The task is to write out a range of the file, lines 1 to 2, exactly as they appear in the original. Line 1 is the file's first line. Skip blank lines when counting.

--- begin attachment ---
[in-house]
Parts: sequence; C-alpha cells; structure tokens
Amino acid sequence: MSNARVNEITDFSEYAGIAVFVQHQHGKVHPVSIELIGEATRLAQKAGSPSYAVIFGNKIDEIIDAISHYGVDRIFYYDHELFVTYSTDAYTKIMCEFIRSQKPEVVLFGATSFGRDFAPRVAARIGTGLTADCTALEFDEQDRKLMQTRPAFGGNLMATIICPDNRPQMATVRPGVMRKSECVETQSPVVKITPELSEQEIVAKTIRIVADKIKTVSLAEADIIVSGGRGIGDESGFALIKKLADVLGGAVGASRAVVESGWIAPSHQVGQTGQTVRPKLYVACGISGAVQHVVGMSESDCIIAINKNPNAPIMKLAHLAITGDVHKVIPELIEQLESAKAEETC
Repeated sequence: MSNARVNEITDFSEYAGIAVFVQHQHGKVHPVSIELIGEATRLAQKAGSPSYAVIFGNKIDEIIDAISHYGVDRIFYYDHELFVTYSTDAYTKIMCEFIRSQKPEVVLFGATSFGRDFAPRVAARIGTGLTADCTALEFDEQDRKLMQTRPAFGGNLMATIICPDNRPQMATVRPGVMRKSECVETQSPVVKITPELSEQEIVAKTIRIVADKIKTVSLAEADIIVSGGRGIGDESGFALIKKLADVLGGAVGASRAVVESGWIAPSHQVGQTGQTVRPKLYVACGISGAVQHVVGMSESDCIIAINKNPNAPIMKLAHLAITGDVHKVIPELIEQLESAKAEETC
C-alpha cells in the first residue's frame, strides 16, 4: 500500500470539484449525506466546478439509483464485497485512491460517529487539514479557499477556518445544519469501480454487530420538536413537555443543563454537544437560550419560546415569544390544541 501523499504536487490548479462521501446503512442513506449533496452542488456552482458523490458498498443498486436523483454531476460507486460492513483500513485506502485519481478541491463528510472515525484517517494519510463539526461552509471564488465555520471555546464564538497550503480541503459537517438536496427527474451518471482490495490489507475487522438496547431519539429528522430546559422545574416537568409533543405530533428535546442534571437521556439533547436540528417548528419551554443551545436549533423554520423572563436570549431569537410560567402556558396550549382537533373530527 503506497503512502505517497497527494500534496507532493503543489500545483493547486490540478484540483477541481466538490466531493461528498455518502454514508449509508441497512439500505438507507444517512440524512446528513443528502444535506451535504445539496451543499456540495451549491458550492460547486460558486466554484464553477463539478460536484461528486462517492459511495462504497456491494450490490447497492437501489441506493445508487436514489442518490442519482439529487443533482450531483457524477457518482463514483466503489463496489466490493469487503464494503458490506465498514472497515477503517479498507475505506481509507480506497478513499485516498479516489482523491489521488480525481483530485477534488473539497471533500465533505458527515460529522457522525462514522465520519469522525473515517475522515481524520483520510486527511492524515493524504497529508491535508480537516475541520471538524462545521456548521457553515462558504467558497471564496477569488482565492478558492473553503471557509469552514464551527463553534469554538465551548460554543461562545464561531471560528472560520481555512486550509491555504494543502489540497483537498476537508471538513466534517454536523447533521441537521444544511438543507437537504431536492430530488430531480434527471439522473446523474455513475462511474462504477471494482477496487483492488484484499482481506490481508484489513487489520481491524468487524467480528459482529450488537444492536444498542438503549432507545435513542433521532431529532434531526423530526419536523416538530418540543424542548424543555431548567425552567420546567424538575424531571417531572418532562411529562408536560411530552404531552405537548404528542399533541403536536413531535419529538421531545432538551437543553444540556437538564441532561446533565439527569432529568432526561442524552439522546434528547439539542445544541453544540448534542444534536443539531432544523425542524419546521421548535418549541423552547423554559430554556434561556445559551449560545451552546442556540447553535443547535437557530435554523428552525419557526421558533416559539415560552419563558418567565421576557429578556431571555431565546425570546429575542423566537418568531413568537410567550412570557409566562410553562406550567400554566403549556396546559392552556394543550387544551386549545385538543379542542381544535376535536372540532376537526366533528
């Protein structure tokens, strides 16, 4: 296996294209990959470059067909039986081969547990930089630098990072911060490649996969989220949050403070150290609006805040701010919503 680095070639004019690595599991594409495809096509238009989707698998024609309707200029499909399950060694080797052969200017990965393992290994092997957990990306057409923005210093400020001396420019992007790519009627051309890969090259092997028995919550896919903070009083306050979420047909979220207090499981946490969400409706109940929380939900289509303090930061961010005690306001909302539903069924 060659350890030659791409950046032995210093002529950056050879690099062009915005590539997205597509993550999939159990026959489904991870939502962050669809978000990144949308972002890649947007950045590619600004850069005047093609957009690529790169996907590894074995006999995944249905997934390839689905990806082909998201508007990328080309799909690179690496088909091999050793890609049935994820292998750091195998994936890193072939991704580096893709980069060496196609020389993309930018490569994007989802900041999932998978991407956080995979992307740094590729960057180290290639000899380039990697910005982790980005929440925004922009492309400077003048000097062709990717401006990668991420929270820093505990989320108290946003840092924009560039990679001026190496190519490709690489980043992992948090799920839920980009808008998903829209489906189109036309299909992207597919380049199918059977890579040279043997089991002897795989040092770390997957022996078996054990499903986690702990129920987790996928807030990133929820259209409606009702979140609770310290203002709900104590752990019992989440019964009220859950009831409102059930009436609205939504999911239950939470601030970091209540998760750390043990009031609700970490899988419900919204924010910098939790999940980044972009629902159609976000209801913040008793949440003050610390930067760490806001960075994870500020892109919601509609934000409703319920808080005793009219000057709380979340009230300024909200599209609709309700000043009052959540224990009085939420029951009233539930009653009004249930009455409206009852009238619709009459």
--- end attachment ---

[in-house]
Parts: sequence; C-alpha cells; structure tokens